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Adoption by LGBTQ couples, like same-sex marriage, is illegal in Russia. But the couple managed to circumvent the ban by having Andrei adopt as a single parent. Andrei became only the third single man in Moscow, he was told during his placement process, to do so.

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Guest post written by Michael and Tawyne, hosts of A Gay Man's Wife

Michael: Growing up, I always knew I was different. I knew that what my family perceived as normal wasn't who I was. Only when I hit a certain maturity in my teenage years did I understand that I was gay. Still, I didn't know what that meant for me at the time. When I was 16 I met Tawyne (15) and immediately felt something that I didn't quite understand. She was wild like a tornado and captivated me. Throughout the first year of our friendship we fell in love.

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Politics

Supreme Court to Hear Major Case Concerning LGBTQ Foster Care Parents

The Supreme Court agreed to decide whether cities are allowed to exclude tax-funded adoption agencies from foster care systems if they refuse to work with gay couples.

In 2018, city officials in Philadelphia decided to exclude Catholic Social Services, which refuses to work with LGBTQ couples, from participating in its foster-care system. The agency sued, claiming religious discrimination, but the United States Court of Appeals for the Third Circuit unanimously ruled against the agency, citing the need to comply with nondiscrimination policies.

The case, Fulton v. City of Philadelphia, follows a 2018 Supreme Court decision regarding a Colorado baker who refused to make a wedding cake for a same-sex couple. In that case, the court narrowly ruled that the baker bad been discriminated against, on religious grounds, by the state's civil rights commission. It did not decide the broader issue: whether an entity can be exempt from local non-discrimination ordinances on the basis of religious freedom.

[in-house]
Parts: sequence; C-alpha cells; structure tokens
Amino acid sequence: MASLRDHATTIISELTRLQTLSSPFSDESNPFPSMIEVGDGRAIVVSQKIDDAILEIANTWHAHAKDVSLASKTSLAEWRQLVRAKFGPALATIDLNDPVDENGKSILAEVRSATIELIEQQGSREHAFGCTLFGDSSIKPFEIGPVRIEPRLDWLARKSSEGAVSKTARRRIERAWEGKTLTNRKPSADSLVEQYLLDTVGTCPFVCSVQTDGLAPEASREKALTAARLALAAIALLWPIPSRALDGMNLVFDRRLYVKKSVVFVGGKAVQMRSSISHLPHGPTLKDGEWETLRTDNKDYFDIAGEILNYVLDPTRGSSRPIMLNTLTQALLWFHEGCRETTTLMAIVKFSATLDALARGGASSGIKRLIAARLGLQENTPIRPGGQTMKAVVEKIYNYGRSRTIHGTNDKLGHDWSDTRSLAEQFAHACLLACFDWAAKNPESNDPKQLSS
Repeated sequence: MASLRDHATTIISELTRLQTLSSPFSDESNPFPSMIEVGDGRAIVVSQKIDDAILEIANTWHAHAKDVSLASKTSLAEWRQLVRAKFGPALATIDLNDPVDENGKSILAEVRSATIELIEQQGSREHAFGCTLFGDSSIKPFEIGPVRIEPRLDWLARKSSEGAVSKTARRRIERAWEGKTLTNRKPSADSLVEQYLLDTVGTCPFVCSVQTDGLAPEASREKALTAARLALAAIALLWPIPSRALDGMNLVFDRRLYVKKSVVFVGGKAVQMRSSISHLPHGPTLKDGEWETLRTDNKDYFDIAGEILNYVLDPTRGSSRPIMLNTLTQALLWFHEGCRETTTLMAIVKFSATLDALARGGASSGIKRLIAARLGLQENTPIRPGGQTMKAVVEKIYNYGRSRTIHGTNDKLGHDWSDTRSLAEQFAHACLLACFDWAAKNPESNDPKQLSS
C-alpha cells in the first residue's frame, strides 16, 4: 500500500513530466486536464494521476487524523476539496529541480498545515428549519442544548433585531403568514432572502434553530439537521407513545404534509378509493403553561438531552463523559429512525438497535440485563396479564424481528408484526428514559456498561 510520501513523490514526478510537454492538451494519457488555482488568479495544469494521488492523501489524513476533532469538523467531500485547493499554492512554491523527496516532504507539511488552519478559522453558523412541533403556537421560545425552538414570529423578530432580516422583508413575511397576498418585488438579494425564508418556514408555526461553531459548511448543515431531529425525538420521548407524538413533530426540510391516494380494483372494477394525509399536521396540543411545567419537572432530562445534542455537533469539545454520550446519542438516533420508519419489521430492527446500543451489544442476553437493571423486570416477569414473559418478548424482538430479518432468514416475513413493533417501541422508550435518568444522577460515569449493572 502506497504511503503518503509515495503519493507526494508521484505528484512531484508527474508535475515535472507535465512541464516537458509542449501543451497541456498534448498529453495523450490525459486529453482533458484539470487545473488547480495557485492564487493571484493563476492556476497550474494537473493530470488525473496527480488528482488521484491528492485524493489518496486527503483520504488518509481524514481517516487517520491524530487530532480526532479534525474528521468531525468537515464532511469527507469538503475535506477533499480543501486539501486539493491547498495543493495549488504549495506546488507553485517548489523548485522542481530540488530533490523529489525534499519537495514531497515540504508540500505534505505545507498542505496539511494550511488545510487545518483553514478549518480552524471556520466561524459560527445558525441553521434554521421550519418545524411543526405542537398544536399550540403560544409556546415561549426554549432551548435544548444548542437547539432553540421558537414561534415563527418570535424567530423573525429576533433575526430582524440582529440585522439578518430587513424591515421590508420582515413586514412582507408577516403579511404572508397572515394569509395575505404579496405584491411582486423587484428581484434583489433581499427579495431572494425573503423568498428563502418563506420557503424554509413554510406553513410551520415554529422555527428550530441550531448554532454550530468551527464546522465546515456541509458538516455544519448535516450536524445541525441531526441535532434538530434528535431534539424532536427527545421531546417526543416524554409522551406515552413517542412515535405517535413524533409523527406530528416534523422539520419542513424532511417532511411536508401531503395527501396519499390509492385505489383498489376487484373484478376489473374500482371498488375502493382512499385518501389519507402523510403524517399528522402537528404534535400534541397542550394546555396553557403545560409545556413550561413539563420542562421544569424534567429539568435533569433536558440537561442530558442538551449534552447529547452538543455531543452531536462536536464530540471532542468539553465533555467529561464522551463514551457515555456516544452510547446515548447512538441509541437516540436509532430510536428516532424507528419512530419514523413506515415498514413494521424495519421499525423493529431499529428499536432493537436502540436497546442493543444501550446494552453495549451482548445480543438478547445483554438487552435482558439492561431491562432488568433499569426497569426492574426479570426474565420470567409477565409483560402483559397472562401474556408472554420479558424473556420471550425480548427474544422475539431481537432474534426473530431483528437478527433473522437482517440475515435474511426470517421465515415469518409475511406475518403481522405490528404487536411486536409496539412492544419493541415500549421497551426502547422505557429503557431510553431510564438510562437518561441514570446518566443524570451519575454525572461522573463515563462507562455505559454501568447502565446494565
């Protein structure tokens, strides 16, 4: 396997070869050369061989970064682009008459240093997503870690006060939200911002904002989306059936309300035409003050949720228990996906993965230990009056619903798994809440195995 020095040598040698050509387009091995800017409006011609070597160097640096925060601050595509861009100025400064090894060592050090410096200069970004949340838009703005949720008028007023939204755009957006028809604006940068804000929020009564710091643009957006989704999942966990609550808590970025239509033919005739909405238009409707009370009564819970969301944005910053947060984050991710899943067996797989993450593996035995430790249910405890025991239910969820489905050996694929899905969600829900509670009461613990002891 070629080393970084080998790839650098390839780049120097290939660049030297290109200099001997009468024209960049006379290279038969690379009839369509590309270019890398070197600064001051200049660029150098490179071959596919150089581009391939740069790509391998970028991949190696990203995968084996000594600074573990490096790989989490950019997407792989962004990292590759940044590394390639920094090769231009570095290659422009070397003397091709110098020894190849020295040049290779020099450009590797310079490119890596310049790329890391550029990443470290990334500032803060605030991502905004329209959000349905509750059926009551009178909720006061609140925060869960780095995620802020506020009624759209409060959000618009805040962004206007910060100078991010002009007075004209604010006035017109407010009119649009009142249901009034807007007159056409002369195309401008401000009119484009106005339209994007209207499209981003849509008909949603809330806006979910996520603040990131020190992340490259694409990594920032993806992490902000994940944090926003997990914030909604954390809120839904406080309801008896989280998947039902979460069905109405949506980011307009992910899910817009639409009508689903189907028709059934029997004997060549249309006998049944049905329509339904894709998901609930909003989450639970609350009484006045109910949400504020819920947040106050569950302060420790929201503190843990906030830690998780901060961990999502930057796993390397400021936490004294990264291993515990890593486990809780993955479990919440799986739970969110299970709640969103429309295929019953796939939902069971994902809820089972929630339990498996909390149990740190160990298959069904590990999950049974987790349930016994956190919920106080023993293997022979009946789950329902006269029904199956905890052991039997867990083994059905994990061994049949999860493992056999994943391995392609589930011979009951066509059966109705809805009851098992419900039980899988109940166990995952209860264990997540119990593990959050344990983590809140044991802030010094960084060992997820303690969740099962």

The court — whose ideological center has shifted to the right since the addition of Justice Brett Kavanaugh in fall 2018 — may choose to do so now. Advocates quickly called on the court to consider the potential impact on the more than 400,000 children currently in the foster care system:

"We already have a severe shortage of foster families willing and able to open their hearts and homes to these children," said Leslie Cooper, deputy director of the ACLU LGBT & HIV Project. "Allowing foster care agencies to exclude qualified families based on religious requirements that have nothing to do with the ability to care for a child such as their sexual orientation or faith would make it even worse. We can't afford to have loving families turned away or deterred by the risk of discrimination."

"It is unconscionable to turn away prospective foster and adoptive families because they are LGBTQ, religious minorities, or for any other reason unrelated to their capacity to love and care for children," said HRC President Alphonso David. "We reject the suggestion that taxpayer-funded child welfare services should be allowed to put discrimination over a child's best interest. This case could also have implications for religious refusals that go far beyond child welfare. The Supreme Court must make it clear that freedom of religion does not include using taxpayer funds to further marginalize vulnerable communities."

The court may choose to override a 1990 decision, Employment Division v. Smith, which created the current standard for carving out religious exemptions. In that case, the court ruled that laws that target a specific faith, or express hostility towards certain beliefs, are unconstitutional — but this standard has long been abhorred by religious conservatives, who think it doesn't offer enough protections for religions. If the court does overrule Smith, it could have far-ranging consequences. " As noted on Slate, "it would allow anyone to demand a carve-out from laws that go against their religion, unless those laws are 'narrowly tailored' to serve a 'compelling government interest.'"

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For more, read the full article on Slate.

News

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In the article, Langbert said she knew from a young age that her family was different from those of most of her peers, who had one a father and a mother. But otherwise, she writes, she didn't feel like her family differed much. "Like any other parents, Dad sat in the carpool lane after school and taught us how to ride our bikes," she writes, "while Papa took us to the movies on the weekends and separated the whites from the colors."

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Fatherhood, the gay way